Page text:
The NWSL star will be the editor-in-chief of a new vertical focused on women's global soccer
World Cup champion Sam Mewis is retiring from soccer for an exciting new role focused on women's sports, she tells PEOPLE.
In a "very emotional" decision, Mewis, 31, says she's hanging up her cleats after almost a decade in the National Women's Soccer League (NWSL) and a 2019 World Cup win due to a lingering injury to her knee.
"I think that my injury, unfortunately, just doesn't allow me to play at the level that I would need to play at, and it's taken me a really long time to accept that that is the case," Mewis, who played for the Brittany Mahomes-owned Kansas City Current and the U.S. Women's National Team, tells PEOPLE.
In Jan. 2023, Mewis underwent a second surgery on her knee following an initial concern stemming from a 2017 injury that kept her sidelined for six months.
"It's been a long road for sure, and it's been really emotional, and a lot of ups and downs," she explains, adding that her "next chapter" is "definitely an up" after the emotional decision to retire.
Luckily, soccer fans won't have to go far to keep up with Mewis' next chapter.
The NWSL star, who was drafted fourth overall by the Western New York Flash in 2015, says she's transitioning into an exciting new role as editor-in-chief of The Women's Game, a new vertical for the Men in Blazers Network covering women's soccer around the globe.
"I feel really grateful that I have something so awesome to look forward to, even though I'm sad about closing this last chapter," Mewis shares.
"I'm really excited about the project and what we can do, and I feel really confident that this is the right place to do it because Men in Blazers have been so supportive of this opportunity for growth and for this broad range of coverage. It's a big endeavor, but I think that we have all the people in place to make it happen," says Mewis.
"I think that there was a lot of resistance to soccer in America for a lot of years," she explains, adding that Men in Blazers has done "an incredible job" of "bringing such a joy and passion to talking about the game."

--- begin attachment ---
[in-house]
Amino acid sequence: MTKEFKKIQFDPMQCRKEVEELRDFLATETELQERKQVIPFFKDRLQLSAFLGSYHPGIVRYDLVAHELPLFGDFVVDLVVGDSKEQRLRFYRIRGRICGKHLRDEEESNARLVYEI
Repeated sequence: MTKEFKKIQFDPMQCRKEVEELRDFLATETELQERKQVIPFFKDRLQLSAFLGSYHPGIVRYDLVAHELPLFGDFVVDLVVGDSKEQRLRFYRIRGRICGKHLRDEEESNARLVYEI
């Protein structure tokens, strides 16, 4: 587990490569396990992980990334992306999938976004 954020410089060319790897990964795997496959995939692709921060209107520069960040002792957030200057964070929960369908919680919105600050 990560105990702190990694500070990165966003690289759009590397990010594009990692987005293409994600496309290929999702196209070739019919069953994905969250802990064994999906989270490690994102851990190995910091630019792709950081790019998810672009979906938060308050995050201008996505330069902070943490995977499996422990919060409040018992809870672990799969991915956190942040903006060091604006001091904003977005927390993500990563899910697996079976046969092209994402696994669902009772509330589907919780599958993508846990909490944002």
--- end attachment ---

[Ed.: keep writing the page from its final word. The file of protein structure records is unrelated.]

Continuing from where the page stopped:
Mewis continues, "So I think, similarly, American soccer fans know the US Women's National Team, and maybe they know the NWSL, but there are so many stories that occasionally we'll latch onto. Stories from the World Cup or from these teams who are fighting for equal pay, or things like that that I want to centralize and really bring them to life to, hopefully, a global audience."
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Although she's excited for the next chapter, and feels "like it's just the right decision" to transition into her role, Mewis says it was "hard" to realize her playing career was finished.
"I think that the closest people in my life saw it coming and started being on the same page with me over the last couple of months," she says, naming her parents, husband Pat Johnson and her sister, newly-crowned NWSL champion Kristie Mewis.
"I think we all together slowly came to the realization. But once it was official that I was going to work with Men in Blazers and announce my retirement, I started reaching out to more teammates and friends and family, just wanting them to hear it from me first. Most of the people in my life know, and some of that was hard, too, because nobody really wanted this," Mewis says.
Closing the chapter on her competitive soccer career, Mewis wants to thank her fans for their years of support. "To sum it up, I think that I have been so fortunate. Even though this time has been difficult and the ending is not what I would've chosen, from such a young age, I was supported by coaches, teammates, my parents and my family."
Mewis continues, "Then as I grew into a National Team player, the fans who would support were just incredible. I think that my connections with people, my teammates, coaches, friends, the fans is what really made this so special and what really makes it so hard to lose."
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Read the original article on People.